We also have biotechnology applications of AI being able to produce novel solutions for specific innovations. We have genetic editing which has huge long-term implications and benefits for society.

I don’t know if this hits in 2024 all at once, but these are things that could happen over the next five years and will have broad application across the economy.

Phillip: How does the market handle these dynamics? You look at the healthcare industry in the last 10 years, and there are plenty of challenges on that list. We have gotten used to the disruption associated with the technology sector over the last 25 years, whether it is internet cloud computing and now AI. But what does real disruption look like in the healthcare industry as governments and markets react? It’s a fascinating dynamic.


Tim: We’ve saved the best surprise for the last.

Phillip: At this point, it may not be a surprise! If we had said S&P at 6,000 two years ago, that would have been wildly speculative. But as we look at it now, this doesn’t seem that outlandish when we think about the potential for the index to earn 20% for the rest of the year. In the last 50 years, the S&P Index has generated returns of over 20% in 15 or so of those years. Already at the start of this year, we have seen strong returns from AI and the S&P Index. You compare this to relatively muted returns of our capital market assumptions, expecting a nominal 4% over the next 10 years. To what extent do you earn almost that entire 10-year return in a 12-month period? That’s a very real dynamic.

Our price target for the S&P 10 years from now—given cyclical shifts, margins, valuations, and there will be economic weakness at some point in the next 10 years—is roughly 6,000. In the next 12 months, there are foreseeable pathways where we could see 6,000 happen. So, a couple of scenarios to highlight: S&P price-to-earnings multiple of 24 times, not far off from where we are on a trailing basis. Earnings expectations for 2024 for the S&P is roughly $240 a share, according to FactSet. A P/E multiple of 24 with earnings per share at $250 is S&P at 6,000.

The other path to think about is that 10 of the 11 sectors are still trailing their highs. To the extent that you do have a strong economy, you know there’s potential. Could you see rallies in all the other sectors? Excluding the Magnificent 7, could you see the rest of the 493 names start to pick up performance and generate stronger returns? That would be a more welcome shift to a full-bodied equity performance as opposed to the concentration that we’re seeing in the S&P today.

Something to be cognizant of is how much diversification is needed in U.S. large-cap equities, with the Mag 7 at 30% of the S&P? We could certainly see them get to 40%-plus. We have started asking ourselves how wary do we need to be of concentration risk?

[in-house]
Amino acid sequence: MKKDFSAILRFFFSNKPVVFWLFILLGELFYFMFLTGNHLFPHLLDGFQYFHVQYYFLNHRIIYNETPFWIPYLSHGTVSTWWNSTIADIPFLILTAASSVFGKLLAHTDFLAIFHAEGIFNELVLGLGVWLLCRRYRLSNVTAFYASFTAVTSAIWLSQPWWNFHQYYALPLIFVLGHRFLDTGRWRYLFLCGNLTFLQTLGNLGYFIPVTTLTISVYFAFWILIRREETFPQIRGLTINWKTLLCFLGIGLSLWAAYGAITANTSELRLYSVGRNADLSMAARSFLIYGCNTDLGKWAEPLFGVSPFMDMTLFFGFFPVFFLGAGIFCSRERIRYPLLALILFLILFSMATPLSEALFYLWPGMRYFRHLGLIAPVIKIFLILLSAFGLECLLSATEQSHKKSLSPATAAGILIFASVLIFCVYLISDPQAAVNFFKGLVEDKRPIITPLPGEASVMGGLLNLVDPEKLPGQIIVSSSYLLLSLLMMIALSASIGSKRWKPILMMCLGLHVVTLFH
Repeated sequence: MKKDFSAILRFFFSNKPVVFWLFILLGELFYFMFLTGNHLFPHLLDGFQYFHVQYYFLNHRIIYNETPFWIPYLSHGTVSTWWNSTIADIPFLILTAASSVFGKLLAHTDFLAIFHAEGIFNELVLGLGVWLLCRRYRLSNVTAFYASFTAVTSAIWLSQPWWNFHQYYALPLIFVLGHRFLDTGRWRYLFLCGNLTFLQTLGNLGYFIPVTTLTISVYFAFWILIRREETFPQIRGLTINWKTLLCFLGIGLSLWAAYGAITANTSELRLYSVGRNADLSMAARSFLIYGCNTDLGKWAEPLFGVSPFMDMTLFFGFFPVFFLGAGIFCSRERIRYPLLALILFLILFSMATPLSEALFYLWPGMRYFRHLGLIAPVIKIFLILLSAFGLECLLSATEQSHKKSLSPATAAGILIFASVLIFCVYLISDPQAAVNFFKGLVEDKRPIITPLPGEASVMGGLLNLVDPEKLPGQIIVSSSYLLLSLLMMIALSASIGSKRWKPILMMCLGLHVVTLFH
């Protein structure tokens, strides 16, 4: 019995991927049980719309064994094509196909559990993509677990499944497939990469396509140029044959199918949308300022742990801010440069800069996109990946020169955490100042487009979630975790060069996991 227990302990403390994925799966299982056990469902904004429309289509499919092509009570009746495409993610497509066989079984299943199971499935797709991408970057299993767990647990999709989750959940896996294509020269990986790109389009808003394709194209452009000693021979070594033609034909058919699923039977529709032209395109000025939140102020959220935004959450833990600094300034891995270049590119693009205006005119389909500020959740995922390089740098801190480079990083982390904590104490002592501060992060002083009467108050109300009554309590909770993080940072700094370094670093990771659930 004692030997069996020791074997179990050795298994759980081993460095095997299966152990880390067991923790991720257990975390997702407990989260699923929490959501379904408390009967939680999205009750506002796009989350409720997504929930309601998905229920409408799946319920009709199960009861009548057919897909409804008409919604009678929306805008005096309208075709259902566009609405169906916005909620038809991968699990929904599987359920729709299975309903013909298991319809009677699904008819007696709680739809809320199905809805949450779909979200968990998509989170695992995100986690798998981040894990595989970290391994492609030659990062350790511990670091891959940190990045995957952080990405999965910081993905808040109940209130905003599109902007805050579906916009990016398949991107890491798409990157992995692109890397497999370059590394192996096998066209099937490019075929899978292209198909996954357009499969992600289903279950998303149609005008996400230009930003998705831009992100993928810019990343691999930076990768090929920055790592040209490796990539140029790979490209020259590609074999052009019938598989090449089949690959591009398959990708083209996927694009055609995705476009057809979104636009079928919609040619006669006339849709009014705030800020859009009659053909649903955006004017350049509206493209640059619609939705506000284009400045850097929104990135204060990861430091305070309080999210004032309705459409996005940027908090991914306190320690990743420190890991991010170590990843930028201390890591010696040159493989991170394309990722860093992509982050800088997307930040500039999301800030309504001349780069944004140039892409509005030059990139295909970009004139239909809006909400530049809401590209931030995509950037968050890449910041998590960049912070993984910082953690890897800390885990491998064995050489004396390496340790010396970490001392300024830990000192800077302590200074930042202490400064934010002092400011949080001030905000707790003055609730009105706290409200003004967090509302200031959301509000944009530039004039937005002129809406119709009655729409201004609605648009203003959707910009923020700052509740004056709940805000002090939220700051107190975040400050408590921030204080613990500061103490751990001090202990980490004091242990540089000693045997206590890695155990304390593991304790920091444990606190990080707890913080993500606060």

Tim: We’ve seen this movie before. When you get to those levels of concentration—whether it’s the technology sector in the late 1990s, or Japan, as part of the international equity index or global equity index, in the late 1980s and early 90s—those levels of sector concentration only happened with some form of bubble activity.

So, to the extent the S&P at 6,000 is heavily driven by a narrow group of companies, it’s nice to capture that price momentum in your portfolios. But we really have to think about shifting portfolios at that point, because that’s probably leading us towards a bad outcome.

Phillip: One of the challenges of bubbles is predicting when they end, and there’s a poor track record for all of us and market participants in identifying them. Over a longer-term horizon, you take a measured approach…be willing to not earn all the gains you might earn in this next year, and benefit in coming years with a more defensive posture. We think that’s prudent positioning for folks looking out over the next year or so.

Tim: It’s important to reflect on what the implications are of these surprises. Any investor or advisor, when they’re publishing their annual outlook, has to have conviction in their views. Whether it’s the themes, or the assumptions that we have over a longer-term horizon for every asset class. These surprises here today help to bring to life different paths that the market and economies could follow.

Thinking of surprises that could happen over the course of this year or following years helps you think through how your portfolio might withstand different types of environments and helps us as we build diversified investment programs.

So, I think this is a great way to think through the resilience and robustness of your portfolio, and the gaps. If you have questions, please reach out to your NEPC team. We’re happy to spend more time talking about this.